Federal Court Expands What Constitutes Damages Under MA Wage and Hour Law


In Lambirth v. Advanced Auto, Inc. et al., the United States District Court of
Massachusetts held that the plaintiff’s federal overtime payments should be regarded
as “wages” for the purposes of the state Wage Act. Thus, even where overtime was not
payable under the Massachusetts Wage Act, and overtime was only payable under the
FLSA, the plaintiff’s federal overtime wages were recoverable as wages under the state
Wage Act such that his lost wages were trebled.

More recently, in 2017, the Supreme Judicial Court ruled that, although
successful Wage Act plaintiffs are entitled to prejudgment interest on the unpaid wages
and other benefits they are awarded, they cannot recover interest on the liquidated
damages. In George, et al. v. National Water Main Cleaning Company, et al. a class
action suit against a company for nonpayment of wages under the Wage Act was
removed to the United States District Court of Massachusetts, where the District Court
approved a class settlement agreement that resolved all issues except whether
statutory interest is available when treble damages are awarded under the Wage Act.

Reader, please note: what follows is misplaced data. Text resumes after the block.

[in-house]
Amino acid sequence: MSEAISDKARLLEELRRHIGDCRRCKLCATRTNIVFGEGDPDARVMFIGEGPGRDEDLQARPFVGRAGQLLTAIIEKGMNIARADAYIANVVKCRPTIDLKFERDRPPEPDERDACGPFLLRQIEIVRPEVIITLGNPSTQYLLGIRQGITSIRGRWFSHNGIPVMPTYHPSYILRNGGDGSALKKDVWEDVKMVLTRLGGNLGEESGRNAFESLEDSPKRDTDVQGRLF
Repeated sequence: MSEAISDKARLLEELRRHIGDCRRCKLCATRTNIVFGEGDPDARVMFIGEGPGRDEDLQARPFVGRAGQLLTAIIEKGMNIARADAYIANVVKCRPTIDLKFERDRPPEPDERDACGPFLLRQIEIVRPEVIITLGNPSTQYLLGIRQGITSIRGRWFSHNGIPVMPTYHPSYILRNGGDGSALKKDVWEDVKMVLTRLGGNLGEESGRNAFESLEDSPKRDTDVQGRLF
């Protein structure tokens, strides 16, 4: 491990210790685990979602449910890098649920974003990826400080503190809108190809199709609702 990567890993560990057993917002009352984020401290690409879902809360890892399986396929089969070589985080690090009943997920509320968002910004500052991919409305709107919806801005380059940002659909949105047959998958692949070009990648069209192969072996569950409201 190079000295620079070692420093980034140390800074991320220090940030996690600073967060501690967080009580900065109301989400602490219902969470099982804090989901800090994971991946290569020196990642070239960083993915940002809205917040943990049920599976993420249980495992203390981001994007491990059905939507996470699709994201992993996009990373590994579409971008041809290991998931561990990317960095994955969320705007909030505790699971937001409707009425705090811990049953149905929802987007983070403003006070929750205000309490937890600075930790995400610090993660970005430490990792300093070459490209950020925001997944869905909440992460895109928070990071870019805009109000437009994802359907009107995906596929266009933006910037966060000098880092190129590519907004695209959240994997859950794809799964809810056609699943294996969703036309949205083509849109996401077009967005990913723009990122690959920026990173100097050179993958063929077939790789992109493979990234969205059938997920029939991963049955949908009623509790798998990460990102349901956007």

Because the legislature left open the question of whether plaintiffs were entitled to
recover prejudgment interest on treble damages or whether they were intended to
already include prejudgment interest, the District Court certified the question to the
Supreme Judicial Court.

The Supreme Judicial Court held that successful Wage Act plaintiffs could recover
prejudgment interest on their lost wages and benefits; however, prejudgment interest is
not to be added to the treble damages awarded as liquidated damages. The Court
reasoned that the Legislature’s 2008 amendment to the Wage Act describing trebled
damages as “liquidated damages” did not affect the prejudgment interest on lost wages
and benefits. However, the Court also ruled that prejudgment interest is not to be
added to the treble damages awarded to plaintiffs as liquidated damages.

When you have questions about employment law, don’t hesitate to contact John Davis. He could be your employment lawyer in Massachusetts. He is experienced, resourceful, and dedicated to you and your case. Contact us today.

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